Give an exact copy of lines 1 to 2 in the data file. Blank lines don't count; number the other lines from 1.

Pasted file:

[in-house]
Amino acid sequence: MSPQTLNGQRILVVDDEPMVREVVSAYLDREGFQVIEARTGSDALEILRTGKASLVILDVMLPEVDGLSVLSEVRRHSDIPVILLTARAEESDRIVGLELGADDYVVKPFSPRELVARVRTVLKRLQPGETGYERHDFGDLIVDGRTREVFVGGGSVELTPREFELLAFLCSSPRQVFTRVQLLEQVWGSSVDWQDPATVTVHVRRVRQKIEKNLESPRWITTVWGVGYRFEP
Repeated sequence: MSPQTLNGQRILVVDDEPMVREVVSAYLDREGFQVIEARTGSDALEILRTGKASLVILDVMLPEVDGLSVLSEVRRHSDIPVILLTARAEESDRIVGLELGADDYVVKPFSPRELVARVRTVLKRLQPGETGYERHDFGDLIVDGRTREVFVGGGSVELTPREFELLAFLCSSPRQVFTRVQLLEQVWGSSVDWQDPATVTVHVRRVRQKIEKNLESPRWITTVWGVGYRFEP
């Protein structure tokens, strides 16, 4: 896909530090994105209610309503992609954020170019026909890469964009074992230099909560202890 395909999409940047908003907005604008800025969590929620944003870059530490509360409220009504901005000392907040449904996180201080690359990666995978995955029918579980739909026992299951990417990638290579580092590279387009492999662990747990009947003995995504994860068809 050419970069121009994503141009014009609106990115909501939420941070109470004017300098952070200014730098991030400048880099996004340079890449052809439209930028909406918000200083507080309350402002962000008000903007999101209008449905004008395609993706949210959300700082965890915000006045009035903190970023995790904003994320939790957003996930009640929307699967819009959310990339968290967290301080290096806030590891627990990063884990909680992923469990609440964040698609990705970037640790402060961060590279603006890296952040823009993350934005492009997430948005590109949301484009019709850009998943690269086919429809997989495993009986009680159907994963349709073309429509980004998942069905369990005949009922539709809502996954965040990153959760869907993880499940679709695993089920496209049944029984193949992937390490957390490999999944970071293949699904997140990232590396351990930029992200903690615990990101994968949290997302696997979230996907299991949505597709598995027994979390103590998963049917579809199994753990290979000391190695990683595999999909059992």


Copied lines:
[in-house]
Amino acid sequence: MSPQTLNGQRILVVDDEPMVREVVSAYLDREGFQVIEARTGSDALEILRTGKASLVILDVMLPEVDGLSVLSEVRRHSDIPVILLTARAEESDRIVGLELGADDYVVKPFSPRELVARVRTVLKRLQPGETGYERHDFGDLIVDGRTREVFVGGGSVELTPREFELLAFLCSSPRQVFTRVQLLEQVWGSSVDWQDPATVTVHVRRVRQKIEKNLESPRWITTVWGVGYRFEP